Written by Soleil Gaylord

In a classic example of the tragedy of the commons, oil and gas corporations often sell off their no-longer-productive lands with haste, altogether avoiding the responsibility of reclamation. Unsurprisingly, the number of “orphaned,” or unattended, wells continue to multiply on our lands — with that, the risk to Colorado taxpayers who often shoulder the cost of cleanup. This reckless, no longer excusable behavior places our state and its citizens under immense financial pressure and leaves the environment subject to profound air and water pollution. 

Many Coloradans would be shocked to find that our state is riddled with 60,000 unplugged wells — the remnants of 150 years of extraction — only a fifth of which produce even marginal amounts of oil and gas. Unplugged wells are an enormous environmental and human health liability, leaking methane, volatile organic compounds, and soil contaminants. Harrowingly, many, if not all of these wells are at significant risk of being “orphaned” or left unattended without a responsible party to plug, remediate, and reclaim the site.

Executive order D-2018-012 called for a system of “financial assurances that prevents future orphaned wells and orphaned sites by providing sufficient funding for plugging, remediation, and reclamation activities.” While sound in intent, Governor Hickenlooper’s ask has not yet come to fruition — the state’s oil and gas industries are not required to assume the costs of fully reclaiming and plugging retired wells. Companies, enabled by weak regulations, shift clean-up costs to the taxpaying public and the environment.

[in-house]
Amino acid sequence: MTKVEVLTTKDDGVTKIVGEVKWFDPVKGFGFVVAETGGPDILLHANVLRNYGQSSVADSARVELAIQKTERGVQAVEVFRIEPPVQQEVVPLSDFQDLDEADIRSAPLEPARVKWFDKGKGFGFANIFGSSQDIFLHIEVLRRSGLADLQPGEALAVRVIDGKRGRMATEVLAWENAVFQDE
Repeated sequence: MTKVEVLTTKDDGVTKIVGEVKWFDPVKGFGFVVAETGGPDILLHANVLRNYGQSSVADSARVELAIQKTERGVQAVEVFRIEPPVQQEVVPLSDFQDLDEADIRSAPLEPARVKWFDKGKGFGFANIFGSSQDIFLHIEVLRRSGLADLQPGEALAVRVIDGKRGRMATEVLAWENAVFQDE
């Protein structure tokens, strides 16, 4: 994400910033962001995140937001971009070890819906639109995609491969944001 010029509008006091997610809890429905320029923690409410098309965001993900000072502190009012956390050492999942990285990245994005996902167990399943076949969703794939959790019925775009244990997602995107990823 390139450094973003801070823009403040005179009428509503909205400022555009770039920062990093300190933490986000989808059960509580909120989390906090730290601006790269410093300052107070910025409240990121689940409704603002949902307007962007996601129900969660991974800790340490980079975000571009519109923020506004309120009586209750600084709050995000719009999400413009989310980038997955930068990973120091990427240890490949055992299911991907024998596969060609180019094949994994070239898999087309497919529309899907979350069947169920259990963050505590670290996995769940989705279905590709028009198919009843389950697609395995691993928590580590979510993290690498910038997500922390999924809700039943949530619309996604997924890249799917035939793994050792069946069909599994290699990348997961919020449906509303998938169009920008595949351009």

The state of Colorado enables this habit by granting oil and gas companies large blanket bonds that assume only a fraction of the well plugging cost. In the case of Colorado energy corporation PetroShare, a $100,000 blanket bond “covered” the estimated $16 million price tag required to plug 89 Colorado wells — talk about a government handout. This last-resort bankruptcy court strategy placed the burden of Petroshare’s clean-up costs upon taxpayers. Put simply, a $100,000 flat fee does not suffice to effectively plug hundreds to thousands of wells that come in at an estimated $250,000-per-well plugging expense. In North Dakota, the median single well bond costs the oil producer $180,000, in Alaska, $400,000. It’s time to get up-to-date, Colorado.

The financial liability of Colorado’s wells will cost an estimated seven billion dollars. The state has secured an estimated two percent of that sum in surety bonds, meaning the vast majority of drilled wells in Colorado are not financially insured. If Colorado fails to adjust bonding requirements appropriately, oil and gas operators will continue to drill while placing the cleanup of orphaned wells on the back burner, or worse, ignore their responsibilities outright.

The State of Colorado must increase its bond requirements to reflect the actual social and environmental costs of drilling — making industries responsible for their adverse impacts. Financial assurances should be tied to any transfer of ownership, and companies should be prohibited from separating assets at transfer. 

The leniency of current regulations allows for the accumulation of more orphaned wells, and the more wells that exist, the more will have to be reclaimed. Failing to establish well-needed financial obligations for oil and gas producers exposes a massive and potentially catastrophic risk for Colorado taxpayers, who will likely shoulder the costs of cleaning up the industry’s mess. 

As the fossil fuel industry continues to see its profits plummet and global energy trends shift towards renewable energies, a scenario in which oil and gas producers cannot pay for the environmental and social debts they owe becomes increasingly likely. This risk should not be the State of Colorado’s responsibility, already strained by the COVID-19 pandemic and a slew of other financial shortfalls. Nor should the burden fall on Colorado taxpayers. No other entity should fund oil and gas’s cleanup than the fossil fuel industry itself.

This article originally appeared in Colorado Politics.